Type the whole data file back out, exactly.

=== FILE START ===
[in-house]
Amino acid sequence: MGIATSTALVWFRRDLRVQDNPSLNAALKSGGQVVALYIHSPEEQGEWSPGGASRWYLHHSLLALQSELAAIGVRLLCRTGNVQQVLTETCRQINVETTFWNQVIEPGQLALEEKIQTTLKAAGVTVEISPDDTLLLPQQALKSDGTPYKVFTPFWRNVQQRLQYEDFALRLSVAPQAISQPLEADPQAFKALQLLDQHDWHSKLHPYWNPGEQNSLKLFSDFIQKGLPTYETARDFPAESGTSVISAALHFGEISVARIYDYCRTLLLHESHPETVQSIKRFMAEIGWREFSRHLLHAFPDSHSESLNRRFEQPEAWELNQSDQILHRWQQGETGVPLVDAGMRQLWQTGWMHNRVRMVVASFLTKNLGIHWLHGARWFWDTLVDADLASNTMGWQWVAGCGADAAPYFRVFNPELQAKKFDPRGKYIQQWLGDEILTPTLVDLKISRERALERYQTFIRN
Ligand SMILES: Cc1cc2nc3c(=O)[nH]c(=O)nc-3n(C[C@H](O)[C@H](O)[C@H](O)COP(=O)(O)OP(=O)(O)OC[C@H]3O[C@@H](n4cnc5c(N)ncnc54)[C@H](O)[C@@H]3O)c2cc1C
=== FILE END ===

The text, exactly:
[in-house]
Amino acid sequence: MGIATSTALVWFRRDLRVQDNPSLNAALKSGGQVVALYIHSPEEQGEWSPGGASRWYLHHSLLALQSELAAIGVRLLCRTGNVQQVLTETCRQINVETTFWNQVIEPGQLALEEKIQTTLKAAGVTVEISPDDTLLLPQQALKSDGTPYKVFTPFWRNVQQRLQYEDFALRLSVAPQAISQPLEADPQAFKALQLLDQHDWHSKLHPYWNPGEQNSLKLFSDFIQKGLPTYETARDFPAESGTSVISAALHFGEISVARIYDYCRTLLLHESHPETVQSIKRFMAEIGWREFSRHLLHAFPDSHSESLNRRFEQPEAWELNQSDQILHRWQQGETGVPLVDAGMRQLWQTGWMHNRVRMVVASFLTKNLGIHWLHGARWFWDTLVDADLASNTMGWQWVAGCGADAAPYFRVFNPELQAKKFDPRGKYIQQWLGDEILTPTLVDLKISRERALERYQTFIRN
Ligand SMILES: Cc1cc2nc3c(=O)[nH]c(=O)nc-3n(C[C@H](O)[C@H](O)[C@H](O)COP(=O)(O)OP(=O)(O)OC[C@H]3O[C@@H](n4cnc5c(N)ncnc54)[C@H](O)[C@@H]3O)c2cc1C